“We don’t have the right to subordinate other people to our ends or treat them as objects for our uses,” says Roderick Long. “And that is a fundamental kind of equality that I think is at the heart of libertarianism.”
Libertarians and LIO fans have led the way in work on these issues, from holding the first workshops on gay marriage to leading work against Apartheid to long-time work on minority and female empowerment issues such as the vote. It is good to see this video and enlightening talk. Thanks.
Color me skeptical. If after that whole attempt at nuancing libertarianism the conclusion is “equality of authority” as described here, we’re back to the incesant invokation of the NAP. If the “libertarian left” is genuinely concerned with broadening the scope of liberty for all, there’s no use in continuing to bark up the tree of a-priori equality since, a) it’s a theoretical dead end and b) as far as I can tell, all libertarians, even those of the most antipathetic variety, agree on that point.
Way to go profesor Long!
Roderick Long is THE MAN! Although perhaps that is not the best compliment to give an anti-authoritarian talking about gender equality.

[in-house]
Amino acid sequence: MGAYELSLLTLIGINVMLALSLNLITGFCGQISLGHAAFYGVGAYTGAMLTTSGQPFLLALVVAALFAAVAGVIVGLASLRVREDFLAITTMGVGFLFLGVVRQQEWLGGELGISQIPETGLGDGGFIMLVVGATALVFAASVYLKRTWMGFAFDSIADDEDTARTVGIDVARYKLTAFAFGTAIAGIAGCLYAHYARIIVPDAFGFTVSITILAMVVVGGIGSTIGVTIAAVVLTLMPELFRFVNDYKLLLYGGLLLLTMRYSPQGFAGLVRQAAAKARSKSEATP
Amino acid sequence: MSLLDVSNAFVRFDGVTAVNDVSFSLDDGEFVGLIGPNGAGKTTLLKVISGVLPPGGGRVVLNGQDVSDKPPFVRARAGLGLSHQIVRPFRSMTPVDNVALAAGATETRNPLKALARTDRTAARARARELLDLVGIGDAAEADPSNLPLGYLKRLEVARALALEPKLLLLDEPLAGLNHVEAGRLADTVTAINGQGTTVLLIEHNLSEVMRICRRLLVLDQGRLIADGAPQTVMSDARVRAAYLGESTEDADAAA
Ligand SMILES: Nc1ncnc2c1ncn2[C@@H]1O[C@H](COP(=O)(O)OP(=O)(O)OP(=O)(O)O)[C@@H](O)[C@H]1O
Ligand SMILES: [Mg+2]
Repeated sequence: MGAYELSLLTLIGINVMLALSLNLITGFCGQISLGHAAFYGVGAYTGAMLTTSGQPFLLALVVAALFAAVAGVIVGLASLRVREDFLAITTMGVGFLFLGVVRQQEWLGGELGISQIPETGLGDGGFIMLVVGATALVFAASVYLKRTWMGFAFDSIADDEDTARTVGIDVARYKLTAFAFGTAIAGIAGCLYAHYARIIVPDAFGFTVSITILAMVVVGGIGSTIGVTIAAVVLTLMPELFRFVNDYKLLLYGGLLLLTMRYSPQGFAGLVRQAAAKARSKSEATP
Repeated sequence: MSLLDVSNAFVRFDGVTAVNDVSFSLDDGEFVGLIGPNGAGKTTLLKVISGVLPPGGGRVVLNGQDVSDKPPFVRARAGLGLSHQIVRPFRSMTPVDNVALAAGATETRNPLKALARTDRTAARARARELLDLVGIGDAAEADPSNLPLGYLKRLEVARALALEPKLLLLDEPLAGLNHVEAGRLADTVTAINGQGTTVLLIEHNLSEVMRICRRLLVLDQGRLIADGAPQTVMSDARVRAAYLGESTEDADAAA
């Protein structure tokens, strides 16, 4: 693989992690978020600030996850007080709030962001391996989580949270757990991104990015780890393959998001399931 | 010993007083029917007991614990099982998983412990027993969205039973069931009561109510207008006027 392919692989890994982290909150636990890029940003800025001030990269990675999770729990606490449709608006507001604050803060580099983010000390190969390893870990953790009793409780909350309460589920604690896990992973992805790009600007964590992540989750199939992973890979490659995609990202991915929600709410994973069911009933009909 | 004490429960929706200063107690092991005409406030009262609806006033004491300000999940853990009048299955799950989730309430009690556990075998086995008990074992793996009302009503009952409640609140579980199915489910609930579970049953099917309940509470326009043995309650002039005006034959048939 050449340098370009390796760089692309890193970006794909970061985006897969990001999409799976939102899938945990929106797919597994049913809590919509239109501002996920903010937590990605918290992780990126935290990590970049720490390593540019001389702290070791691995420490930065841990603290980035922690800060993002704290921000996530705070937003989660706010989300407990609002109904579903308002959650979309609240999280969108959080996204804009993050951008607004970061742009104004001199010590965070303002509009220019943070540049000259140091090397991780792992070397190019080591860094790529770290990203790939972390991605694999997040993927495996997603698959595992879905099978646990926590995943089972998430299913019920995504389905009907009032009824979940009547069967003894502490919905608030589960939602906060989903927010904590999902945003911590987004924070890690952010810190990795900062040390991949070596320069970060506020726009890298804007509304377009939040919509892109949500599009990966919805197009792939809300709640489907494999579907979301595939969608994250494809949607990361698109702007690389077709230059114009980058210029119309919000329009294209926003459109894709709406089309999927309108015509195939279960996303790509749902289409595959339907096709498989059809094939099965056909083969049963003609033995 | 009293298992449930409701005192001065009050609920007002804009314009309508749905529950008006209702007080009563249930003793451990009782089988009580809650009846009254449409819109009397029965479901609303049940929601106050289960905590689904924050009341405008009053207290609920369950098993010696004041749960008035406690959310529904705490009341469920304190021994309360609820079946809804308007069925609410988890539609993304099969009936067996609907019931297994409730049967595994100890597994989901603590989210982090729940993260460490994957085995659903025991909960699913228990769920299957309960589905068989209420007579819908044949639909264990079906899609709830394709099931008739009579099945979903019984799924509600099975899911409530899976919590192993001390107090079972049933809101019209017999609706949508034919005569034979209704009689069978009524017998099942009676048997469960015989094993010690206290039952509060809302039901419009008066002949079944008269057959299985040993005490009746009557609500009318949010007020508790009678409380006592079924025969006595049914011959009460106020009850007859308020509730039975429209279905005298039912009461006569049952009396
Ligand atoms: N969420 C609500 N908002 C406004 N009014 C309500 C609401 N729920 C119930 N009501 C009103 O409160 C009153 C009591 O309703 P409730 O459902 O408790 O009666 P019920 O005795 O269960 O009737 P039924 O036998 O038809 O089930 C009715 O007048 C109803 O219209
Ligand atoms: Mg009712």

Did anyone else notice that the oil portrait of Mises was selling for $1,250 while the portrait of Ayn Rand was only selling for $395?
According to Austrian price theory, does that mean Mises was three times the better libertarian than Rand?
No. Prices reflect an equilibrium between supply and demand, not any sort of intrinsic merit.
Libertarians focusing on economic metrics like price can reinforce similar attitudes of their critics, wherein “inequality” reflects two points on a one-dimensional value scale. Being “unequal” necessarily implies superiority or subordination, rather than choices reflecting a multitude of preferences. Freedom to choose cannot imply that people always make the same choices.
Women choosing to earn lower wages while married to men earning higher wages, both freely accepting a division of labor that does not denominate every hour of labor with a dollar sign, are not victims of gender discrimination, yet countless assertions of a “gender gap” in wages make precisely this assumption.